By 2021, there will be 6.3 billion smartphones in the world. This is the data revealed by the latest Ericsson Mobility Report, which shows an unstoppable trend that email marketing must adapt to: it has to gear design and content to how things are read on mobile devices, which is increasingly fast and intermittent.
We often ask the fateful question, “How do I fit my template into the mobile display without losing the depth and accuracy of my message?”. In fact, creating emails for mobiles is simple as long as you revolutionize your point of view, putting the mobile at the start of the creative process and not at the end. This is the mobile first theory: it is easier and more efficient to design mobile templates that can then be enhanced with more features for desktop use than desktop templates that lose elements when viewed on a mobile.
To do this, you need technologies and good examples to gain inspiration. So here are 10 tips to create emails with effective and responsive designs, supported by the BEE editor‘s advanced features, with several successful campaigns of well-known international brands.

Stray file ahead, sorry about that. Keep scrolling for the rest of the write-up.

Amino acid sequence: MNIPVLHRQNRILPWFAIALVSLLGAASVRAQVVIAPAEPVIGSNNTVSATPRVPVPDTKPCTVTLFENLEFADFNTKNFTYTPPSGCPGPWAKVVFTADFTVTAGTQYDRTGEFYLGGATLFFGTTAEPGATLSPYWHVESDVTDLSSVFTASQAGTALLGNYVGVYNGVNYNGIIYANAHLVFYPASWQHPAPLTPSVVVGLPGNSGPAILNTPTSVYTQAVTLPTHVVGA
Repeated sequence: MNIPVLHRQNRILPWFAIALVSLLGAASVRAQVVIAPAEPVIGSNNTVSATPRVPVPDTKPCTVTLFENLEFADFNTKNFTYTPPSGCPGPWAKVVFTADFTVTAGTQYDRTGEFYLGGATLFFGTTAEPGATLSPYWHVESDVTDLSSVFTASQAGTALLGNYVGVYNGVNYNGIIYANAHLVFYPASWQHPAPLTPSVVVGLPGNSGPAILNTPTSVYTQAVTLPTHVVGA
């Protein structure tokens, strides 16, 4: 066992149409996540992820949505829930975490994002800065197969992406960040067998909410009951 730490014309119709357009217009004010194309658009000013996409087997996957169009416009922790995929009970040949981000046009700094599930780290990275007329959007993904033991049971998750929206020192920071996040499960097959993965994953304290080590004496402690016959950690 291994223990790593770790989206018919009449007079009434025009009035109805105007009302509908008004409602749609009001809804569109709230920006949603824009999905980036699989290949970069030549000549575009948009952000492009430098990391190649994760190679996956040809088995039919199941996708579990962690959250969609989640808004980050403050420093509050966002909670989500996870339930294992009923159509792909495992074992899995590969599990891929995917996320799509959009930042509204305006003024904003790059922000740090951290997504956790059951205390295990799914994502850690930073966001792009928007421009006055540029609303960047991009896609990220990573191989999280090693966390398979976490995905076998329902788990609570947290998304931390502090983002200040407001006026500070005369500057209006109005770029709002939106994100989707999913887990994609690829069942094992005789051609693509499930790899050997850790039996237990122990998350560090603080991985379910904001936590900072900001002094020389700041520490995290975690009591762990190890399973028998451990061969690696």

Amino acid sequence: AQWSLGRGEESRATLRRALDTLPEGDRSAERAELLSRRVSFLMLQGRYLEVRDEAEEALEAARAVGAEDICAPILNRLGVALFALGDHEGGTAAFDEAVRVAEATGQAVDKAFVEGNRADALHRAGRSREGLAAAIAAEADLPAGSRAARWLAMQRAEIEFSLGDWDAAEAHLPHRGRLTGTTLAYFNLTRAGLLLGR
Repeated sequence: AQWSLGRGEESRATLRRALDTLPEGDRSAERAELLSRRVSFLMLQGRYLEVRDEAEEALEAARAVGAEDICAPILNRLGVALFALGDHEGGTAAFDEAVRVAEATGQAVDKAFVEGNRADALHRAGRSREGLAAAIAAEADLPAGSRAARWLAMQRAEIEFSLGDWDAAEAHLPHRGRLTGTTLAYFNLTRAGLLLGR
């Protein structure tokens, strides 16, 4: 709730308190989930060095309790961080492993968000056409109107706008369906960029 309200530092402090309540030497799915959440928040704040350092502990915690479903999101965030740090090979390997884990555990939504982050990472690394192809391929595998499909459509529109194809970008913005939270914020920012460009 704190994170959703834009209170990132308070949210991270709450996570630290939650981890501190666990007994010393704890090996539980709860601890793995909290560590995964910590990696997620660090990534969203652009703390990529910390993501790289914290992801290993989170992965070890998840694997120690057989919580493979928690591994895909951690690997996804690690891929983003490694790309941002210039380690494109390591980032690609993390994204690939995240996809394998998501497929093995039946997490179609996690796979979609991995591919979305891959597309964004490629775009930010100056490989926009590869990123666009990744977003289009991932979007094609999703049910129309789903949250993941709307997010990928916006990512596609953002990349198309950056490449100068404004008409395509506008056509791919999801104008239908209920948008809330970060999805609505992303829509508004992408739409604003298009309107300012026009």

1. Make your responsive emailÂ a teaser
We know thereâ€™s a lot you want to communicate to readers on your mailing listÂ about your upcoming event, newest product, biggest sale, or company announcement. But your email is not the place to get into detail. Think of your email as a teaser for the main content of your messageâ€”which can be found on your website after readers tapÂ your call-to-action button. Hereâ€™s a great example from IFTT: theÂ message isÂ short, focused, and to-the-point, leading readers directly to the CTA.
2. Create a hierarchy within your responsive email
Create focus and organization in your email byÂ telling yourÂ story in a hierarchical fashion. Envision how your message could be structuredÂ using theÂ inverted pyramid model.